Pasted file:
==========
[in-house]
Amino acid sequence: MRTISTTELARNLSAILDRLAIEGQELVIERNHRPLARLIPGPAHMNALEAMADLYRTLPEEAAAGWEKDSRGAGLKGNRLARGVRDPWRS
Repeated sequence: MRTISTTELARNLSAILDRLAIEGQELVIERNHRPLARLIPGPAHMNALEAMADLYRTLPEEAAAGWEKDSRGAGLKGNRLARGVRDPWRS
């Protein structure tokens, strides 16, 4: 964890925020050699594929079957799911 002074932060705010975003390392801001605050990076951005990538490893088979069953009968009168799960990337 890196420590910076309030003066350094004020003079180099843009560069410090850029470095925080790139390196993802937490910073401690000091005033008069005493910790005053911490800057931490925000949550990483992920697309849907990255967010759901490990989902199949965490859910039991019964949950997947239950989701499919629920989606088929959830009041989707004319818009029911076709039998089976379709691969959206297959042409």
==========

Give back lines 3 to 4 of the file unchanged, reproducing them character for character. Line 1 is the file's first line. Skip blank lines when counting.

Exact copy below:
Repeated sequence: MRTISTTELARNLSAILDRLAIEGQELVIERNHRPLARLIPGPAHMNALEAMADLYRTLPEEAAAGWEKDSRGAGLKGNRLARGVRDPWRS
């Protein structure tokens, strides 16, 4: 964890925020050699594929079957799911 002074932060705010975003390392801001605050990076951005990538490893088979069953009968009168799960990337 890196420590910076309030003066350094004020003079180099843009560069410090850029470095925080790139390196993802937490910073401690000091005033008069005493910790005053911490800057931490925000949550990483992920697309849907990255967010759901490990989902199949965490859910039991019964949950997947239950989701499919629920989606088929959830009041989707004319818009029911076709039998089976379709691969959206297959042409």